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14 reasons why the 14 second rule is ridiculous

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It was recently reported that an Indian Official made a statement during a public function that it is illegal to stare at a woman for 14 seconds.

Since Rishiraj Singh, excise commissioner in the southern Indian state of Kerala, made the statement, many people have taken to social media to mock the peculiar claim.

Singh said: “There are sections in law to jail a man for staring annoyingly at a woman for 14 seconds. Please use it, if it is the case.” The law is non-existent, but the very specific ‘law’ is, quite frankly, hilarious and utterly ridiculous for the following reasons.

1) What if a man looks at a woman for 13 seconds? Or how about 13.9999 seconds? How do they even measure that kind of thing? Will police be forced to wear stopwatches?

2) What about men wearing sunglasses?

It's hard to know where anyone in dark sunnies is looking, let alone potentially predatory men hiding behind a desire to protect their eyes from the harmful rays of the sun.

3) How will teachers cope?

They have to constantly look at their class, and surely if they're constantly aware of how long they've been looking at their female pupils, they won't be able to teach?

4) What about men in relationships?

It's a little bit rude isn't it? If you've got to keep looking away from your significant other, or even wife, every 14 seconds. It would make it a little bit awkward at dinner, over morning coffee or even in the bedroom. 

5) Will everyone have to buy stopwatches?

All the police will certainly need stopwatches, as mentioned earlier. There will be a huge increase in the number of stopwatches women and men alike are buying. How else are they meant to make sure they avoid jail for 14.01 seconds of voyeurism?

6) What if you’re staring into space but also accidentally looking in the direction of a woman?

Everyone zones out from time to time, it’s hardly worth a stint in prison...

7) What about going to see a show or a concert?

Every 14 seconds male audience members will be forced to look away from *insert relevant female star here* on stage. Audiences will have to miss more than a few minutes of a concert to avoid getting arrested.

8) Does blinking count?

Surely, if you blink, the count starts again? Some people can't keep their eyes open for 14 seconds without blinking.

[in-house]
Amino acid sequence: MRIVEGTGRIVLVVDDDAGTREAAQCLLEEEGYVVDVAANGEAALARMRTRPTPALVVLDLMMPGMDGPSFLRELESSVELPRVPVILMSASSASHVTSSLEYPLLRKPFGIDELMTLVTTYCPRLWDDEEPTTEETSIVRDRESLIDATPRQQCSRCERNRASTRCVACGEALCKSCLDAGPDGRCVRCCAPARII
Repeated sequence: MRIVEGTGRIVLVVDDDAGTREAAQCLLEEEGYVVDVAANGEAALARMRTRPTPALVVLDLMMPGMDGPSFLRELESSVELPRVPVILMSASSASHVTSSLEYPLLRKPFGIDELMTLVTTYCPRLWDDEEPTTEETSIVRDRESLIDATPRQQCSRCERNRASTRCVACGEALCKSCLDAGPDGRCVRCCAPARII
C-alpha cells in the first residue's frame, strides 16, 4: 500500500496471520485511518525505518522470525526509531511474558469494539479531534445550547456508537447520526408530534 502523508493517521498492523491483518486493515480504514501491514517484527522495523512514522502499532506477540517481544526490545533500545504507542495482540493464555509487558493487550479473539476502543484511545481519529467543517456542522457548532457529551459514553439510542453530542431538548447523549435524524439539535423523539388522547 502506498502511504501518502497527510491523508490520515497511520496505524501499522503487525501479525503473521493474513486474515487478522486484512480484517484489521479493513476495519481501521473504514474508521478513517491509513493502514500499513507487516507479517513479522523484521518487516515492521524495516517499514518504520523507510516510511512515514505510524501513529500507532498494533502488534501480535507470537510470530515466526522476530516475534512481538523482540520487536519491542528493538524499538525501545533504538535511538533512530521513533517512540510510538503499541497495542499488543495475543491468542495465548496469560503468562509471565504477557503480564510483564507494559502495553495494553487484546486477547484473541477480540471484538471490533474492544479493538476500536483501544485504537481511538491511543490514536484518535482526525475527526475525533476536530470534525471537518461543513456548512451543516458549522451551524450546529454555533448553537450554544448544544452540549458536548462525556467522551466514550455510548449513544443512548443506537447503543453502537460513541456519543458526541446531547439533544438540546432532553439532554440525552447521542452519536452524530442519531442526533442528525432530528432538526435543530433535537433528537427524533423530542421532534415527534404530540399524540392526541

9) What difference is 14 seconds rather than 10 seconds?

14 is quite a specific number. What difference does 4 seconds make? What exactly happens in those 4 seconds to turn an innocent glance into a sinister eyeballing?

10) What if the man is blind?

What if the woman accuses a man of staring at her for more than 14 seconds and it turns out he's blind? Just a tad unethical.

11) What if the woman is behind reflective glass?

Or maybe she's in one of those blacked out cars. Maybe you're checking yourself out in some reflective glass for a good minute and BOOM! – life imprisonment.

12) What if the man is an artist and he’s using a woman as his focus?

"Paint me like one of your french girls" "Ok, but I have to look away all the time."

13) Imagine how many men will end up in jail after they forgot to count.

Not everyone will be fully conscious of how long they've been looking at someone all the time. What a palaver.

14) “What are you in for?” “Murder”, “What about you?” “I forgot to count/blink/left my stopwatch at home.”

Despite the social media gold this ludicrous claim has generated, Rishiraj Singh is trying to raise a serious point about women’s safety, which is a big issue in India.

Public protests in cities such as New Dehli spurred the Indian government in 2013 to strengthen laws for punishing those convicted of sexual crimes, as well as for prosecuting authorities who fail to investigate complaints.

There is still a large stigma surrounding the idea that women can and should come forward if they have been the victims of a sexual crime, so despite the ludicrousness of the 14-second rule, at least Singh had his heart in the right place.




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